Modern electric car
Fisker Karrma, the world's first PRODUCTION plug-in electric automobile
Why is a new 2012 Fisker Karma on display here?  Well it turns out that production was suspended in November 2012 due to financial difficulties with about 2,450 Karmas built since 2011.  We were told that the owner donated it due to his inability to get service.

And of course, Kodi, our official Social Director, made new friends.

Diana and Kodi chat with new friends
They hold car rallies at the museum on weekends.  Below is a schedule of events.

Written by Les.

Thursday, August 7, 2014

Mixing Business with Pleasure - Side Trips to Marblehead & Swampscott

Two side trips, one to Marblehead and one to Swampscott, were facilitated by Diana having brought the car up to Salem.  The first was to Marblehead on Tuesday afternoon.

The Taurus parked in the historic district

Marblehead Historic District

Marblehead Old Meeting House in the historic district
Marblehead Massachusetts, settled in 1626, is an upscale residential community of 20,000 just north of Boston. According to Wikipedia, Marblehead has its roots in fishing, yachting and is considered the birthplace of the American Navy.

Marblehead Harbor viewed from Marblehead Light looking southwest toward Boston
The first vessel commission for the newly formed American Navy, the Hannah, was crewed by men from Marblehead.  Marblehead men ferried George Washington across the Delaware River for his attack on Trenton and the town lost a good portion of the men who fought in the Revolutionary War.  In the first census of 1790 it was the tenth largest inhabited location in the US.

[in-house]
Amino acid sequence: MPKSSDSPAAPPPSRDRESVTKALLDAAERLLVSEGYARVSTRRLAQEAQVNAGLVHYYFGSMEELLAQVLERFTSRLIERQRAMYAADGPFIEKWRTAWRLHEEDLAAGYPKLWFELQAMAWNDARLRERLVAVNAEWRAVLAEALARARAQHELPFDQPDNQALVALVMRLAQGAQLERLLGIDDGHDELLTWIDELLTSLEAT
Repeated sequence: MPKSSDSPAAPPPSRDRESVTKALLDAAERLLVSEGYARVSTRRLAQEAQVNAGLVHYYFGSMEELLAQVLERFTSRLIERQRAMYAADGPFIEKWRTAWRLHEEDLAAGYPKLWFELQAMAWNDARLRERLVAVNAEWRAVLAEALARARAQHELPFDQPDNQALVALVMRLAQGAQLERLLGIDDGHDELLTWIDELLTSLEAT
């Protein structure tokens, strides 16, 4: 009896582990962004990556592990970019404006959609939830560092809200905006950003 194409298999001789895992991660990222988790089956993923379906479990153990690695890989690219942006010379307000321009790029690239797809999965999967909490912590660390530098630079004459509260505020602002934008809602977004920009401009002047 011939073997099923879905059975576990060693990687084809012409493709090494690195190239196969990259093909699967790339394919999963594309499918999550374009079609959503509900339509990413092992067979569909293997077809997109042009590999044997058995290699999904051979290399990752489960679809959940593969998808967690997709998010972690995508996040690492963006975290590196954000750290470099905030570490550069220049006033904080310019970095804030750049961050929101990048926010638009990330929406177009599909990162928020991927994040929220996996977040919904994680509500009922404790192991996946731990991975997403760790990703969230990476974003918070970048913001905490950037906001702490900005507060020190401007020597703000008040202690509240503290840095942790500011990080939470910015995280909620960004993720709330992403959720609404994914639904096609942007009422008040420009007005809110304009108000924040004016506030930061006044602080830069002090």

Fishing, its primary industry, declined after a storm of hurricane force off the Grand Backs destroyed 11 of 98 fishing vessels and killed 65 residents.  In the 19th century the city enjoyed a short term boom in the shoe making industry.  During that time the exceptional harbor attracted yachting and yacht clubs and that culture still exists today.

According to, the median income is $106,000 as compared to the state of Massachusetts at $65,000.  The median house/condo value is $553,321 as compared to the Mass average of $324,000.  This is a wealth community with very impressive yacht clubs.

We pose for a photo at Marblehead Light

The very impressive Corinthian Yacht Club (viewed from Marblehead Light)

Stone walls with pointed stones were ubiquitous

Most properties along the water were hidden behind stone walls and foliage

A very nice house viewed from the Corinthian Yacht Club

More nice homes along the shore

The Corinthian Yacht Club founded in 1885

The Boston Yacht Club

Old houses close to the water
Both the Corinthian and Boston yacht clubs were very large (as compared to others we've seen in our journey) and do no not have slips.  Members reach their moored boats via launches run by the clubs.  We sat at the Boston Yacht Club and watched the two 30 foot launches that were running that day.  The launch operators displayed amazing boat handling skills as the whisked members to and from their boats.

There are over 3,000 moored boats in Marblehead Harbor with about 1,600 people on the waiting list for a mooring.  Their are very few slips.  I can recall my sister waiting years for a 30 foot mooring in Cohasset Harbor.  Slips and moorings seem to be at a premium in the Boston area.

Our next visit was to Swampscott, about four miles south of Salem.  This is also an upscale residential community although not as impressive as Marblehead (median income at $94,633, median home value at $404,000). The Mary Baker Eddy Historic House is one of its two attractions and we decided to pay it a visit.

Mary Baker Eddy, the discoverer and founder of Christian Science lived in this home from 1865 to 1866. During this short stay she had the epiphany that led her to write her book, Science and Health with Keys to the Scriptures, which led to the founding of Christian Science Publishing Society in 1898.  The Society still publishes the Christian Science Monitor.